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Distinguished Ph.D. Candidates Earn Best Research Awards

The research labs at the University of Miller School of Medicine are bustling hubs of scientific activity, with dedicated researchers tirelessly pursuing medical breakthroughs. Within this dynamic environment, Ph.D. candidates engage in pioneering research, and a select few have recently earned a Best Research Award by the Medical Faculty Association (MFA).

From left Michelle Zhang, Ryan Gallo, Liliana Garcia-Martinez and Anna Palovcak

Recipients of this year’s awards for exceptional achievements in molecular and cancer biology are Ryan Gallo, Michelle Zhang, Anna Palovcak and Liliana Garcia-Martinez, who secured the first to fourth positions, respectively.

“The MFA Best Research Award is a recognition of the dedication of these students to the mission of promoting important biomedical advances,” said Ana Fiallos, Ph.D., director of career services for graduate studies. “We are grateful to the MFA for highlighting the next generation of talented researchers.”

Improving Ocular Science through Cell Transplantation

Ryan Gallo

Ryan Gallo, an M.D. and Ph.D. candidate in the molecular cell and developmental biology program, earned first place and a $3,000 prize for his research on “Ocular regeneration: Improving cell transplantation and promoting self-repair.” Gallo’s dissertation examined cell transplantation into the retina as a prospective remedy for vision impairment. Additionally, he is actively exploring avenues for self-repair mechanisms to regenerate the impaired retina, inspired by the regenerative capabilities observed in fish and frogs.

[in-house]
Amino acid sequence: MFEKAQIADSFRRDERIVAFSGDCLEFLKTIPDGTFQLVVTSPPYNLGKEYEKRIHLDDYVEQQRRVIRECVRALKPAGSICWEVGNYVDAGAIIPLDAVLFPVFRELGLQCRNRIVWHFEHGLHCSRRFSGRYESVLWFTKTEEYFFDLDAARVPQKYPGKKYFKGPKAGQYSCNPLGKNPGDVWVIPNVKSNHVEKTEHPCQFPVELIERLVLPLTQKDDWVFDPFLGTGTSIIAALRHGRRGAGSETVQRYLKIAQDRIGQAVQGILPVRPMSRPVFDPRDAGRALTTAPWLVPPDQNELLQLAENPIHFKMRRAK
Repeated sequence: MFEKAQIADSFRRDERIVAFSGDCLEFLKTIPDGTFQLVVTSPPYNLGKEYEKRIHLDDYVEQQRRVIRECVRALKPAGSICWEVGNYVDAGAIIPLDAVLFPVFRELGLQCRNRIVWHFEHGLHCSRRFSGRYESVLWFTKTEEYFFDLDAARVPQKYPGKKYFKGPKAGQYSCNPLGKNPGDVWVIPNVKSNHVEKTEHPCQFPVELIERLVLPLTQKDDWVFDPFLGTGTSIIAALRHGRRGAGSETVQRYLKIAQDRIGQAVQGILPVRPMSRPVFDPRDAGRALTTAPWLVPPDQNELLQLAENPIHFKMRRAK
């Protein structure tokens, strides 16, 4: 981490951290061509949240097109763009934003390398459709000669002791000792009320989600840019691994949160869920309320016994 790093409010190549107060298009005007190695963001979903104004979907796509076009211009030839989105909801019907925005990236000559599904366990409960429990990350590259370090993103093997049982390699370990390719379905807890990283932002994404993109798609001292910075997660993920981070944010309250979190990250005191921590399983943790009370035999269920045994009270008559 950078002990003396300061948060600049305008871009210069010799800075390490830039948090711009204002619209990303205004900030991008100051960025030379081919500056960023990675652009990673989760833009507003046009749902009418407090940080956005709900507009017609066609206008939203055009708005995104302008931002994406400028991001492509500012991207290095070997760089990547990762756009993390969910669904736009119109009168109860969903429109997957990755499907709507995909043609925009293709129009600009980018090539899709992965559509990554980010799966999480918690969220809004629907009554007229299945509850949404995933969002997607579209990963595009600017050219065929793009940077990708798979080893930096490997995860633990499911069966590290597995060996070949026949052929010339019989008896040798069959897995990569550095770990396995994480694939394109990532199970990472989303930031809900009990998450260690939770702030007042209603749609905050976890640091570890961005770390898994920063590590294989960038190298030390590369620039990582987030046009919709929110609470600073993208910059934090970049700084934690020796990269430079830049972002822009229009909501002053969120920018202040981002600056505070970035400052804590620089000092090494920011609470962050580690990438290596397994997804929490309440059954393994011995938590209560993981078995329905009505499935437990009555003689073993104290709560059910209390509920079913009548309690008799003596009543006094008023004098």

Gallo, who has been passionate about neuroscience since childhood, is collaborating on his research with mentors at Bascom Palmer Eye Institute, including his dissertation supervisor Daniel Pelaez, Ph.D., and clinical mentors Andrew Rong, M.D., and David Tse, M.D. Gallo’s tenure in the laboratory has proven to be immensely gratifying, marked by first-author papers, travel awards and a prestigious research fellowship granted by the VitreoRetinal Surgery Foundation.

“This award is a tremendous source of motivation as I pursue my dream to become a physician-scientist in the field of ophthalmology,” Gallo said. “Receiving this award is not only a great personal achievement but also a testament to the steadfast support I have been fortunate to receive from my colleagues, mentors and loved ones throughout my training.”

New Therapies for Pediatric Eye Cancer

Michelle Zhang

Retinoblastoma is the most common pediatric eye cancer and one that Michelle Zhang, an M.D. and Ph.D. candidate in cancer biology, is paying close attention to with her study “Cancer Progression in Retinoblastoma: Chemoresistance and BCOR.”

Zhang, the second-place awardee who received $2,000, studies how retinoblastoma progresses. She hopes that her research will shed light on how the disease responds to current treatments, preventing the need for complete eye removal in affected children. Zhang has published seven papers, received various fellowship and travel awards and completed 16 presentations at national and international meetings.